Suhocki PV, COnlon PJ, Knelson MH, Harland R, Schwab SJ
Silastic cuffed catheters for hemodialysis vascular
access: Thrombolytic and mechanical correction of malfunction
Am J Kidney Dis
(Sep) 28:379-386 1996
The authors present their experience with the use of silastic cuffed
double lumen hemodialysis catheters (Perm-Cath(R) and others) at the
Duke University hemodialysis facilities. Over a 3.5 year period, 121
such catheters were placed in 88 patients, for definitive access in
31% and temporary-intermediate use (over 3 but less than 14 weeks) in
69% of the patients. Notably, the subclavian vein was used in only 4%
of cases, with the internal jugular vein being the preferred site
(60% Rt, 22% Lt).
There were 163 incidents of catheter malfunction
(QB < 300 cc/min on 2 consecutive occasions, or < 200 cc/min once),
with a 74% success rate with the standard urokinase protocol (5000
U/port). Failure of urokinase led to contrast imaging in 40 cases,
which revealed catheter encasement by a fibrin sheath in 38. The
authors describe a radiologic procedure using a nitinol gooseneck
snare whereby the fibrin sheath was successfully removed in 36 of
these. Central vein stenosis or thrombosis was not systemically
studied but did not appear to be common.
Only 73% of the catheters achieved a consistent QB of 400 cc/min.
Temporary catheters fulfilled their intended purpose of use up to 14
weeks, whereas the permanent ones had 51% 1 year use life, well under
the 50% 3 year use life of PTFE grafts in the authors' hands. Only
4% of "temporary" catheters were removed for infection, while 54% of
permanent one were removed for that reason.
Comment: Angioaccess remains the Achilles heel*
of hemodialysis. With an aging
ESRD population and the increased prevalence of diabetes and
peripheral vascular disease in our patients, it is not surprising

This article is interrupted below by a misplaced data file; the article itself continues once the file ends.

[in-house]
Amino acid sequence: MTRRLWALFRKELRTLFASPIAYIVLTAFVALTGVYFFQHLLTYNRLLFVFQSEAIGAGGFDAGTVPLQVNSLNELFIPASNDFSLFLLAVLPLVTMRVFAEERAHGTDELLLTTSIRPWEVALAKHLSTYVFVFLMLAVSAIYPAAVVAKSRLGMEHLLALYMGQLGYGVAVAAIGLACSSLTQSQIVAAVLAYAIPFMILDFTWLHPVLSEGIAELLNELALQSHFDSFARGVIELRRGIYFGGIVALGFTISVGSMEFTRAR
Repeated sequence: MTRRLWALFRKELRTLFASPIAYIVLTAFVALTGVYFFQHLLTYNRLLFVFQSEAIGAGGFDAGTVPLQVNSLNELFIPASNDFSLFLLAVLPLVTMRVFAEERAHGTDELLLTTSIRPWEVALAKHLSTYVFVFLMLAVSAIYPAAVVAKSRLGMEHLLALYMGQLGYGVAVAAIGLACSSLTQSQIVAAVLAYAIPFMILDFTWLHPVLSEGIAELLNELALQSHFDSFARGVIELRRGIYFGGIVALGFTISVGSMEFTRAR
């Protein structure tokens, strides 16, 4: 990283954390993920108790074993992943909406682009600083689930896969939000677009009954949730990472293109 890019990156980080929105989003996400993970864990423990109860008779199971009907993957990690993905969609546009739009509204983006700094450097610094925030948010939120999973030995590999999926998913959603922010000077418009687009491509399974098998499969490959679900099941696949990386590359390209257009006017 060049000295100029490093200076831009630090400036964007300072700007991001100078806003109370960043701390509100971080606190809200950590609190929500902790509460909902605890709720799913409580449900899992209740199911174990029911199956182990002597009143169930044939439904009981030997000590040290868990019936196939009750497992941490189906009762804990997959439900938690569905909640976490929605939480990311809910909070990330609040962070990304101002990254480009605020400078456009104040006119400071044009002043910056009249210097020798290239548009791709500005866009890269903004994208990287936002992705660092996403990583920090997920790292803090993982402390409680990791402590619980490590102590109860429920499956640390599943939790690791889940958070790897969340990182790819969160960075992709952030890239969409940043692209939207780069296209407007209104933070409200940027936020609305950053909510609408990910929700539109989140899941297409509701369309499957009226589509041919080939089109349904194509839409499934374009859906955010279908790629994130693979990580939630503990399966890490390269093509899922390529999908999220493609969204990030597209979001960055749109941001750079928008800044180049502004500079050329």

that our technical advances are often insufficient to keep up with
their needs. This paper is an excellent review of dialysis access experience
with cuffed venous catheters. As the authors have published extensively on
angioaccess, their results should be viewed as representing the
current state of the art on the use of these catheters. Even in their
hands, 1 year catheter failure is nearly 50%; despite excellent
results with catheter placement and fibrin sheath removal, the
problem of catheter loss to infection remains to be solved.
These catheters are clearly suboptimal in terms of blood flow; it would
have been interesting to note what Kt/Vs were achieved in the group in which
the Perm-Cath was used as the definitive access. I also would be curious as
the incidence of switching the A and V ports to achieve some dialysis
rather than none in a given session. One minor point regarding the
stratification to temporary vs. permanent use: it seems that the
authors assigned the "trial of hemodialysis..." patients to the
permanent group; it would seem that these should be viewed as
temporary, inasmuchas if the patient were to respond to hemodialysis,
then an evaluation for permanent access would proceed as usual.
We see a group of patients who have subclavian stenoses due to prior
percutaneous catheter use, forcing us to use the IVC as a last resort
for Perm-Cath placement for hemodialysis. It would be interesting to
learn if the authors have used that approach, and what results they
obtained. Overall, this is a very instructive report on the current status
Perm-Cath type catheters.
(James A. Sondheimer MD, Wayne State University, Detroit, MI)
*(Note: while typing this, I made the Freudian slip of writing "hell"
instead of "heel"; perhaps I should have let the oroginal wording stand!)